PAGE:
Oklahoma's House Bill 1674 (PDF), which would, if enacted, deprive administrators of the ability to prevent teachers from miseducating students about "scientific controversies," passed the Oklahoma House of Representatives on a 79-6 vote on March 3, 2014.
HB 1674 would, if enacted, require state and local educational authorities to "assist teachers to find more effective ways to present the science curriculum where it addresses scientific controversies" and permit teachers to "help students understand, analyze, critique, and review in an objective manner the scientific strengths and scientific weaknesses of existing scientific theories pertinent to the course being taught," prohibiting administrators from interfering.
As introduced (PDF) in February 2013, the bill specifically mentioned "biological evolution, the chemical origins of life, global warming, and human cloning" as subjects which "some teachers may be unsure" about how to teach. Later, in February 2014, Gus Blackwell (R-District 61), a sponsor of HB 1674 along with Sally Kern (R-District 81), Arthur Hulbert (R-District 14), and Josh Brecheen in the Senate (R-District 61), amended the bill to omit the specific details.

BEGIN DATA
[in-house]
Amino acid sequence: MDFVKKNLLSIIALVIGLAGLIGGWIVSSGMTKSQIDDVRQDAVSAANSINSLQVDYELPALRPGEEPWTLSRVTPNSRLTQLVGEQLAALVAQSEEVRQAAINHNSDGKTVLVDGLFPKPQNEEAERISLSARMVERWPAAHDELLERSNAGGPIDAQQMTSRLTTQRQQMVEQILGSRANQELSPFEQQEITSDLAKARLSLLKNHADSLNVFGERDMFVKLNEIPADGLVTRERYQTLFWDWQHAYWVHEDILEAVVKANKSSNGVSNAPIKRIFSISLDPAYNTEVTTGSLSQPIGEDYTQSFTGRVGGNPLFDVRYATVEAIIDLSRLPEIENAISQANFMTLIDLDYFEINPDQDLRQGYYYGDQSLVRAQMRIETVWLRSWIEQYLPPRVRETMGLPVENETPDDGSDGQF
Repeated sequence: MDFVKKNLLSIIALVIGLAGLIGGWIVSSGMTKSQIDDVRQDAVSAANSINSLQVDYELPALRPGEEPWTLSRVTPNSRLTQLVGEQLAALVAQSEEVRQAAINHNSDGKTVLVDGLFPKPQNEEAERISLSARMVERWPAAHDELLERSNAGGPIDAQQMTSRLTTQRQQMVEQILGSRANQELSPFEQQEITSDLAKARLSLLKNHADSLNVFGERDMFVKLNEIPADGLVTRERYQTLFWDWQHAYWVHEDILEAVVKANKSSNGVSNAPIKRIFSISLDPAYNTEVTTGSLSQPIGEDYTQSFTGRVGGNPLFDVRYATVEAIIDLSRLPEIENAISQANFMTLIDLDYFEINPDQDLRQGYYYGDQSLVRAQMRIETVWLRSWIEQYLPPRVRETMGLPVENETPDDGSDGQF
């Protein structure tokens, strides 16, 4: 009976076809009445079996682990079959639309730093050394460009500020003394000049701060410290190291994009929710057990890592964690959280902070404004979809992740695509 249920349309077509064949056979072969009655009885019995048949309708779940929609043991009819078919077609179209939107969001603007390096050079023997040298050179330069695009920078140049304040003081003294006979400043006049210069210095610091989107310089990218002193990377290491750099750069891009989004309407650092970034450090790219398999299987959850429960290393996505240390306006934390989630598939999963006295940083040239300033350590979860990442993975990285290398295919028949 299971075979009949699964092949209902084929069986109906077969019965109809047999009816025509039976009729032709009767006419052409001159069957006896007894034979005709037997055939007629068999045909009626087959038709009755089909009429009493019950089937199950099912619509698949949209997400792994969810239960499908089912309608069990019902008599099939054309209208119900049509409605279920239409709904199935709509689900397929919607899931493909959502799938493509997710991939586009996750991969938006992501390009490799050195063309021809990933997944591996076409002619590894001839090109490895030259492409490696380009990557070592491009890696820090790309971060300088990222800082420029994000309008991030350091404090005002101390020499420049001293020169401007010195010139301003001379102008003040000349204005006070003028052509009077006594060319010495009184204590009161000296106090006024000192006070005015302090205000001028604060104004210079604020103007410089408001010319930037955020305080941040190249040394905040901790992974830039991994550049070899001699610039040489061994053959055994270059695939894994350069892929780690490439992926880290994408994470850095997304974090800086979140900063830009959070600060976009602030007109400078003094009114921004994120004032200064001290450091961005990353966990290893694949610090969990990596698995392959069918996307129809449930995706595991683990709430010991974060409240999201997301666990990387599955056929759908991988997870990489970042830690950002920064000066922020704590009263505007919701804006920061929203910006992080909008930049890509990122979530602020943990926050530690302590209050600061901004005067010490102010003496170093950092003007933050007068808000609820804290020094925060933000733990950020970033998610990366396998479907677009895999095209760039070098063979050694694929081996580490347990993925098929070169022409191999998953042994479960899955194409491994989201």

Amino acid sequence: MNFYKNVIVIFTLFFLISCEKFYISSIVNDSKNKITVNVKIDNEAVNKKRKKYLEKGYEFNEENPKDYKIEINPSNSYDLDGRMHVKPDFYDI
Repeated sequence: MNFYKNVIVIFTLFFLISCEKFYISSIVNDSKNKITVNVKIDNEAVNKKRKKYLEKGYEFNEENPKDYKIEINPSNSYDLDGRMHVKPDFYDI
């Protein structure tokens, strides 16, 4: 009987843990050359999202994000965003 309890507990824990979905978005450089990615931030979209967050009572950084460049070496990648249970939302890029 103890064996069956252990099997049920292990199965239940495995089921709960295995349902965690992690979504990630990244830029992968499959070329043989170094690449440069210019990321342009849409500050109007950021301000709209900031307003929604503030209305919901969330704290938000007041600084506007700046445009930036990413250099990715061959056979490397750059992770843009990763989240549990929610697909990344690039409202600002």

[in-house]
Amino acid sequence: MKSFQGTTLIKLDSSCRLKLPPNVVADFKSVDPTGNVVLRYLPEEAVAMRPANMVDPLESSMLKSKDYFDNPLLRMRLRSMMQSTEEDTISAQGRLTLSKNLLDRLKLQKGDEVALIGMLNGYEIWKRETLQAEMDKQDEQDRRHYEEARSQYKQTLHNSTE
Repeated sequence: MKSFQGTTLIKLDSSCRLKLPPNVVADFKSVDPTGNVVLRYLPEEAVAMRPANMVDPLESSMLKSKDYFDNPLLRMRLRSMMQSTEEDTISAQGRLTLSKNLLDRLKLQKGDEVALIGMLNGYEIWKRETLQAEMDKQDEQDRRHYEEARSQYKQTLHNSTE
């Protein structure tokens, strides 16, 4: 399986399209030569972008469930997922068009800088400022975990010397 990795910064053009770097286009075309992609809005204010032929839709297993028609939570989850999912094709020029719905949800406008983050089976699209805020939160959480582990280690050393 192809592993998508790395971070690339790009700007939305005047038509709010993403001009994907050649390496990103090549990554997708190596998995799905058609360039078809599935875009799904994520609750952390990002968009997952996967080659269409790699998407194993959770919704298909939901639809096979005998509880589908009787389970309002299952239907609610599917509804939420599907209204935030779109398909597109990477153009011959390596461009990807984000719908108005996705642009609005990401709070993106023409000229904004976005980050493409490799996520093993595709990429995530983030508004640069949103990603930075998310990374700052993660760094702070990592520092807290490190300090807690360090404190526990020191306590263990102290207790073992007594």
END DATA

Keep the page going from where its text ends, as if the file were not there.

Responding to a previous incarnation of the bill, House Bill 1551 in 2011, the American Association for the Advancement of Science's chief executive officer Alan I. Leshner wrote, "There is virtually no scientific controversy among the overwhelming majority of researchers on the core facts of global warming and evolution," adding, "asserting that there are significant scientific controversies about the overall nature of these concepts when there are none will only confuse students, not enlighten them."
HB 1674 is now presumably bound for the Senate Education Committee, which allowed a similar antiscience bill, Senate Bill 1765, to die without a hearing in February 2014. The Senate would have to approve the bill by April 24, 2014, for it to become law.